No Matt…  It would mean that the idiots who belong to these groups who go around with their "God hates fags!" signs bashing men who they suspect are gay should be criminalised.  And who would be against that.  It is NOT a matter of "<span style="color: black;"><span><span>believing that homosexual conduct is wrong" The thugs who beat the life out of (ie. murder or try to murder) someone for being gay are NOT noble philosophers merely expressing their well thought out beliefs – or saints upholding their spiritual beliefs.  They are akin to Nazi gangs on Kristalnacht.  </span></span></span>

    Any YES! "<span style="color: black;"><span><span>the state is in a position of ruling which political beliefs are orthodox and which are heterodox."… thats why we don't have slavery… why women can vote… and why you are free to practice your religion… because the Big Bad State passed rulings on which political beliefs are orthodox (freedom, equality, etc.) and which ones are hetrodox (beliefs supporting racism, slavery, etc)</span></span></span>

    <span style="color: black;"><span><span>Bad ideas like racism ARE fought with the rigorous propagation of good ideas that is why thet BECOME legislation.  I believe we are seeing this great tradition continue in our own lives.</span></span></span>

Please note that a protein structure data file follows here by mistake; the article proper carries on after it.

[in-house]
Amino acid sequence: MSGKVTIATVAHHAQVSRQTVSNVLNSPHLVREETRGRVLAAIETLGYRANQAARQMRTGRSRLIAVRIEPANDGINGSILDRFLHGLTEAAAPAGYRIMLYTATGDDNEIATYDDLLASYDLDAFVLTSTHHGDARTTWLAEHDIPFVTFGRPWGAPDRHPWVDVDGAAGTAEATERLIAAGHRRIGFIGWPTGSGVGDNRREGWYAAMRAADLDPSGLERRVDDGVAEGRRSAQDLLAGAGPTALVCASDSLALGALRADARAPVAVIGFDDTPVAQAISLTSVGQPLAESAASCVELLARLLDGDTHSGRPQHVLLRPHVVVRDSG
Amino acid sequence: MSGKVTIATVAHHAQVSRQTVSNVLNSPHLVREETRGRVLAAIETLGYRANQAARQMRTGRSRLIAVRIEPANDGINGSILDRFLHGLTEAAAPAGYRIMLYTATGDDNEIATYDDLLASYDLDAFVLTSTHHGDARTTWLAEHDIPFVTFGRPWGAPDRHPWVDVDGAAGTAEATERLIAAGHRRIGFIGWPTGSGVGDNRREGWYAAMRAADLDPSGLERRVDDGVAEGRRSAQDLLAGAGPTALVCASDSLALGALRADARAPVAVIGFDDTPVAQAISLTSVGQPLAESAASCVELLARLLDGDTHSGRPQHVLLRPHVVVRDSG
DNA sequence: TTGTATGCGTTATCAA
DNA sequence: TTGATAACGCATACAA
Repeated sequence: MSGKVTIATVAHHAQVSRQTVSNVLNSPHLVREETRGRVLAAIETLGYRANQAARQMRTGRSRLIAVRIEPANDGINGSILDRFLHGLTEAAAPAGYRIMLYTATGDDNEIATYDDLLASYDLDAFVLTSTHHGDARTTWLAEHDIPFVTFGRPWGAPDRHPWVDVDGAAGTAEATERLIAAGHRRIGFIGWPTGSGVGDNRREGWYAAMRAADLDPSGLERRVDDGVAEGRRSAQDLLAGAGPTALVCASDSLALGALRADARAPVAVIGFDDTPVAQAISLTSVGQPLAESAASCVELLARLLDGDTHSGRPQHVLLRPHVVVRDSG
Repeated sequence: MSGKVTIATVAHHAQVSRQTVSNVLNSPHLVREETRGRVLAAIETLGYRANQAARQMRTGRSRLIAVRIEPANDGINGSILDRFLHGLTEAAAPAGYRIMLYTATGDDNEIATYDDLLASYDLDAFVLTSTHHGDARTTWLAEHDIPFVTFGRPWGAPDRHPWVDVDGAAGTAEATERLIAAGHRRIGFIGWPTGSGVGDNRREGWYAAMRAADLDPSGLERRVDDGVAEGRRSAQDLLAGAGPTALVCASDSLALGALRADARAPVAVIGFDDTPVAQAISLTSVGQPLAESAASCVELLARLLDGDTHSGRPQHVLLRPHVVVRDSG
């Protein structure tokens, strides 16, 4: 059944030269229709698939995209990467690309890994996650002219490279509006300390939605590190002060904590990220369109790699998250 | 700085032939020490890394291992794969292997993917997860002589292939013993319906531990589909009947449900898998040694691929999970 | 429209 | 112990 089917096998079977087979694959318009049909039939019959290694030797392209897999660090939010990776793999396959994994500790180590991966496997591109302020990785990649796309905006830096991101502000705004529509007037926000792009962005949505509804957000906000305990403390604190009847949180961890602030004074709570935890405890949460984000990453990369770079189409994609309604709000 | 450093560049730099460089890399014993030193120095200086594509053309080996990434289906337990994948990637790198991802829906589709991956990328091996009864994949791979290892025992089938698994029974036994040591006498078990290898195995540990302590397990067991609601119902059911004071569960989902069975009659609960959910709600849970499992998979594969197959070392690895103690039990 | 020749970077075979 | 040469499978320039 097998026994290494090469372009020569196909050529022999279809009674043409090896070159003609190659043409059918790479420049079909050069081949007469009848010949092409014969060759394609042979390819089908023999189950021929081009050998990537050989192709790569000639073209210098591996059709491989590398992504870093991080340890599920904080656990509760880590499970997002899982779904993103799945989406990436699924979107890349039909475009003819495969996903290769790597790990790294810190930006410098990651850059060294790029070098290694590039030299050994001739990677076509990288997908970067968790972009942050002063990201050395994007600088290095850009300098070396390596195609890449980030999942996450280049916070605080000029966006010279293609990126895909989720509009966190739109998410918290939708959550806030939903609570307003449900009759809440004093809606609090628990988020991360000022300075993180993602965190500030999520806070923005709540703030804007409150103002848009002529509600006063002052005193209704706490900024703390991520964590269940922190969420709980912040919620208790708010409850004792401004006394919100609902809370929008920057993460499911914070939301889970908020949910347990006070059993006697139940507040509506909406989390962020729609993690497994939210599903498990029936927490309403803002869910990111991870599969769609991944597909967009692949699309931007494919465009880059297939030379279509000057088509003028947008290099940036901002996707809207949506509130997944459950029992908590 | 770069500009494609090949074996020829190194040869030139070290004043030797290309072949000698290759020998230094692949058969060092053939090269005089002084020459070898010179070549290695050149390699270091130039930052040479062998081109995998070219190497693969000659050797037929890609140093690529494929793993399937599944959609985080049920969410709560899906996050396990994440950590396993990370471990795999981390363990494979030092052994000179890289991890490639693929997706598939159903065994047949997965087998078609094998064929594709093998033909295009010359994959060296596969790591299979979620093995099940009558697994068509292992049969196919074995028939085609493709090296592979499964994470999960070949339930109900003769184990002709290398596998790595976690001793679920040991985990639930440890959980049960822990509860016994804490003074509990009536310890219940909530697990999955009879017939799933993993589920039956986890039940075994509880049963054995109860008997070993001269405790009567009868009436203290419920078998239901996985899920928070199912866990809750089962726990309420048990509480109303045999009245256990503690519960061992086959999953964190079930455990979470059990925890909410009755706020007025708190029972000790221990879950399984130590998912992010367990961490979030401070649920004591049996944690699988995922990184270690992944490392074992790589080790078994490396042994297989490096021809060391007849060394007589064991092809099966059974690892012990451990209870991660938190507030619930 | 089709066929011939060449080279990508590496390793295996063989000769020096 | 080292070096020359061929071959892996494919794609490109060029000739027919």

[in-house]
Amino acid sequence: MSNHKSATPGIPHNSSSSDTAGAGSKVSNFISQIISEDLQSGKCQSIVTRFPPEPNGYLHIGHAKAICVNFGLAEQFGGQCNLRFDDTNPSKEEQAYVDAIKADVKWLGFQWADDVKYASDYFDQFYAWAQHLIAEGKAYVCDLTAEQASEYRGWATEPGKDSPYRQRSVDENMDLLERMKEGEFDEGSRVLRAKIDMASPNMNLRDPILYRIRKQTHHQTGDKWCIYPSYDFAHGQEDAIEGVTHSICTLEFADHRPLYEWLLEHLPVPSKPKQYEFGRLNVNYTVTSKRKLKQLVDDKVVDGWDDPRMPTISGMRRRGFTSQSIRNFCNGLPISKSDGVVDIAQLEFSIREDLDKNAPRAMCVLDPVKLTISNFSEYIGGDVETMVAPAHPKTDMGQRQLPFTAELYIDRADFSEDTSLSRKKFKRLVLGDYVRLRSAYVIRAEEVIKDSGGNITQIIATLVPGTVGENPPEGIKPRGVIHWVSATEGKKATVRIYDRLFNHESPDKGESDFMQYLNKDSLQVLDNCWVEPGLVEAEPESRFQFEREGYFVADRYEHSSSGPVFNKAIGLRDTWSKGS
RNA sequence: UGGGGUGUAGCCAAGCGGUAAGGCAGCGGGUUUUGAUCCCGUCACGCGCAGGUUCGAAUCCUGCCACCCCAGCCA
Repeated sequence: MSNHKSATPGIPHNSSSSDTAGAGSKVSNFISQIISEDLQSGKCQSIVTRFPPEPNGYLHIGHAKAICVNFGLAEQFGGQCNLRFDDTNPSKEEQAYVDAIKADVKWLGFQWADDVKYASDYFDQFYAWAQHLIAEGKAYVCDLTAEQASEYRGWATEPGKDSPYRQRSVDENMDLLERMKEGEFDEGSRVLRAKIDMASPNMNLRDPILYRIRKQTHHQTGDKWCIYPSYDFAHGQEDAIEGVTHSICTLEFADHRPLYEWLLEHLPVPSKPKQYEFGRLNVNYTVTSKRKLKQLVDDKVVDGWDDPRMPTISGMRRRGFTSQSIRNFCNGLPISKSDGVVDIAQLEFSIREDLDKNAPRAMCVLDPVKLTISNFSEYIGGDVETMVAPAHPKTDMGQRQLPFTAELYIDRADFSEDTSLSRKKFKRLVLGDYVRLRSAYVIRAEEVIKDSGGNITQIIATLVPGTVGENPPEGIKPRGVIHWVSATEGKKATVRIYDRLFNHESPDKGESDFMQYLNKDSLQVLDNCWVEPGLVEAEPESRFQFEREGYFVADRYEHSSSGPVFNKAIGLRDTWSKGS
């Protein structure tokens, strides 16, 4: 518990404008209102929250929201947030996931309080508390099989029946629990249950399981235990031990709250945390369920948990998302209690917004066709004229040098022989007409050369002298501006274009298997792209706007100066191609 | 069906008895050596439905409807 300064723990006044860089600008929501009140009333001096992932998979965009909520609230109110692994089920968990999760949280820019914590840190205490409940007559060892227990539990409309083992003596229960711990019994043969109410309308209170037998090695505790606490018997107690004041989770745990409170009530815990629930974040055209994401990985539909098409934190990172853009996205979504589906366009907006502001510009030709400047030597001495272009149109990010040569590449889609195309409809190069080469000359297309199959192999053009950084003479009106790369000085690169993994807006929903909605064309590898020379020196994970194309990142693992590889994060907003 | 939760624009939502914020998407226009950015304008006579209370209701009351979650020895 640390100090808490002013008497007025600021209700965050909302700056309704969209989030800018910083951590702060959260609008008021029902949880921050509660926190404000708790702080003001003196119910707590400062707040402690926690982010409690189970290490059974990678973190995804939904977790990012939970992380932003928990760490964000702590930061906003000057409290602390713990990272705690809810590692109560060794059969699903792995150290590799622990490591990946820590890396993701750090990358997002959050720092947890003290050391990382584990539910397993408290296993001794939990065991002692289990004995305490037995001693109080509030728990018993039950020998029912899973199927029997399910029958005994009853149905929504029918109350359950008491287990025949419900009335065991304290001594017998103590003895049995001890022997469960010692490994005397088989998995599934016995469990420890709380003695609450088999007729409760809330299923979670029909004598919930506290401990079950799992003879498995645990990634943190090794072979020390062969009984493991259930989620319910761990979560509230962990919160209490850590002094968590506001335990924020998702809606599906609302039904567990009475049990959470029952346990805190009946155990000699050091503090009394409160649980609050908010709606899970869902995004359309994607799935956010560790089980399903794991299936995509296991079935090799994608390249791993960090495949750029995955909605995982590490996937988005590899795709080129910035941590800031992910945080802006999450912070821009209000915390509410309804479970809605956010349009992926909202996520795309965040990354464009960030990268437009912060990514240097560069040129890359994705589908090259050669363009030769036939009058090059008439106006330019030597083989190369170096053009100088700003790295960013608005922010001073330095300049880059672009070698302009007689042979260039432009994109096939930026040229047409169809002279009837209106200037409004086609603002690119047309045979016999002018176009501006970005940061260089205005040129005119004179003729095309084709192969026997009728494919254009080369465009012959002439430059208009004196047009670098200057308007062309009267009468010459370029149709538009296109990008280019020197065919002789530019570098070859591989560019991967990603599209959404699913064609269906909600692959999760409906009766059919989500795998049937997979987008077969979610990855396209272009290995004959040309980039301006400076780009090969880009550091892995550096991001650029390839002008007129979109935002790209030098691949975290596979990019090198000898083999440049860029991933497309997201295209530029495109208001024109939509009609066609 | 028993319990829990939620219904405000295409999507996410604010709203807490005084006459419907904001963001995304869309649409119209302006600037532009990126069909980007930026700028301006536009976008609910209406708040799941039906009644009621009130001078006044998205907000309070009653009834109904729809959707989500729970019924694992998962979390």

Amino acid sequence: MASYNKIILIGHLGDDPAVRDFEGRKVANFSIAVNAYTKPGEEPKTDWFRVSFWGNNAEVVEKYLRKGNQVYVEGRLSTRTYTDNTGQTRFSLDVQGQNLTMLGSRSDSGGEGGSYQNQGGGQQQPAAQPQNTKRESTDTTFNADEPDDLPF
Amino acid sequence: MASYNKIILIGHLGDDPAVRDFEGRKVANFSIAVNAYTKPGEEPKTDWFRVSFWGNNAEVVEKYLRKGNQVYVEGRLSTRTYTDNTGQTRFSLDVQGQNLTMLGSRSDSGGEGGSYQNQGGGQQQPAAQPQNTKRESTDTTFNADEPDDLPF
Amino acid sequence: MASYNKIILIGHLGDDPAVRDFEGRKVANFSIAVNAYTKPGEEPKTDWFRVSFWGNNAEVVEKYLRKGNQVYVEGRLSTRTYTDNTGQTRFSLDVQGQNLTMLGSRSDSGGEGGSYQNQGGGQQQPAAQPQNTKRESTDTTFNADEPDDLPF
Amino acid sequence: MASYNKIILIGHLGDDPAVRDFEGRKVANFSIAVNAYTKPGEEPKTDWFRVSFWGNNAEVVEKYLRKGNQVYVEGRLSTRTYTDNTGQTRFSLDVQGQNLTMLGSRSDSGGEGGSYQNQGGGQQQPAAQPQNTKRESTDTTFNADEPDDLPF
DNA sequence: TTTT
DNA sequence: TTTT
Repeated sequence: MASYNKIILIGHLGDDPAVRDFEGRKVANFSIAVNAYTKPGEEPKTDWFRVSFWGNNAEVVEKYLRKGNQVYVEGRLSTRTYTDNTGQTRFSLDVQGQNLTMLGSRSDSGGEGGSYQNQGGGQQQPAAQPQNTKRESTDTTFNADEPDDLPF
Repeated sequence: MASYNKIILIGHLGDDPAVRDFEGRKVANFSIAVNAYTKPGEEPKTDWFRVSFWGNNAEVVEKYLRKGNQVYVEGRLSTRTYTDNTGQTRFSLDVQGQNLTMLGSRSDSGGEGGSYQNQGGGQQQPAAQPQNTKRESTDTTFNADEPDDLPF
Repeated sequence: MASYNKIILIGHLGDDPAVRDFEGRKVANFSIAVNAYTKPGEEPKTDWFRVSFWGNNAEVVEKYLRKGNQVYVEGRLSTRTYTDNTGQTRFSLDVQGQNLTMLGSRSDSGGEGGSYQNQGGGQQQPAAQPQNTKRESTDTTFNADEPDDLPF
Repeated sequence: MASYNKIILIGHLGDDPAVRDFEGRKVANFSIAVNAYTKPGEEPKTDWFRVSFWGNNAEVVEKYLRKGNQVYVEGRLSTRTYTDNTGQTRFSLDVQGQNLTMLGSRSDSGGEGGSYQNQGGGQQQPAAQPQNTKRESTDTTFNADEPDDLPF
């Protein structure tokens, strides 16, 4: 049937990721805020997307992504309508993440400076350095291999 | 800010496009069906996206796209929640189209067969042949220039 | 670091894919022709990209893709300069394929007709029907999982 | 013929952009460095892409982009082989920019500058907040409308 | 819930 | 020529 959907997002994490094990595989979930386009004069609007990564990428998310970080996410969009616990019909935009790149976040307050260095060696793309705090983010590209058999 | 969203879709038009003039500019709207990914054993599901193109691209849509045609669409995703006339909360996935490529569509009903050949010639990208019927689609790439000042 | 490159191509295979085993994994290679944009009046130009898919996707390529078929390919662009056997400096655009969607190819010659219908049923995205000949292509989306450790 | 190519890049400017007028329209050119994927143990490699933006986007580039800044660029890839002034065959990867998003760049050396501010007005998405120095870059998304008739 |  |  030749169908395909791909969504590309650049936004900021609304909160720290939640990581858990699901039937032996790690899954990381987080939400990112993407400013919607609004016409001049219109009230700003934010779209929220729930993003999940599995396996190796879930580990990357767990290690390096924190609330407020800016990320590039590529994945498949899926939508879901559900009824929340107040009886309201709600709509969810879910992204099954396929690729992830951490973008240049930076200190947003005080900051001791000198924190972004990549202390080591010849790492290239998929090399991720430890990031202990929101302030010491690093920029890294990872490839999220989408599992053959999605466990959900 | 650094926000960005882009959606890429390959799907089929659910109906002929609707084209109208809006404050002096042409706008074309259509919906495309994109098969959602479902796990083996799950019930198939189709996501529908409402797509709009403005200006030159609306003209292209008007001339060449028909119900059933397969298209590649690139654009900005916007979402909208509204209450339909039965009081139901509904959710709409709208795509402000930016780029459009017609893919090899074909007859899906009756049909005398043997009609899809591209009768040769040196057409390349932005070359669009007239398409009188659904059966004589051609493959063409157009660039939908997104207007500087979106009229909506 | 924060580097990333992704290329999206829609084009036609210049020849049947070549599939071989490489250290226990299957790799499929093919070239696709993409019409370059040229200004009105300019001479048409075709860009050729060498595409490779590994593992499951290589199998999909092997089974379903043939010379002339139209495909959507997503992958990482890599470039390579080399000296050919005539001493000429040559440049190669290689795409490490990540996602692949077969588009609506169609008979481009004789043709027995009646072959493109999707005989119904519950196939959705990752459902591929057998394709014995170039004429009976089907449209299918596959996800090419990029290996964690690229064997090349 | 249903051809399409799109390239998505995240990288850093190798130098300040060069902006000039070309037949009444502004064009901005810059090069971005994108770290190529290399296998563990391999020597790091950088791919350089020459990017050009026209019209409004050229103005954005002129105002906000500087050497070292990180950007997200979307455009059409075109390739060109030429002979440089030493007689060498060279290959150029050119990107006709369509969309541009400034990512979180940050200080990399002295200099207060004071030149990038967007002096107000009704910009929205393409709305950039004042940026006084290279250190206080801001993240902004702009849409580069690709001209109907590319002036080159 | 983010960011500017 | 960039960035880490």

• There's just one thing that I am not sure that I believe. You commented in your blog entry that "<span style="font-family: Trebuchet; color: #0a0809; line-height: 21px;">I also contest his notion that determining the severity of the crime does not depend on the status of the victim; surely a person beats to death a little child has done something worse than a person who beats to death a person of equal strength in a pub brawl?" </span>

    It is surely a very gruesome and unfathomable thing to beat to death a little child, sometimes more than beating a person to death in a club brawl. Although the thought of a little child getting beaten to death is as you say, "something worse", i believe that in the end, it is still killing a living person. That's just my opinion. I think what is important is the motive behind the killing. Your statement might be more acceptable to me if both parties in the pub brawl had a hand in starting the actual brawl. but what if the killer or the victim is just defending himself?

    anyway, that's my opinion. great blog sir. i shall be subscribing to this

  • November 16, 2010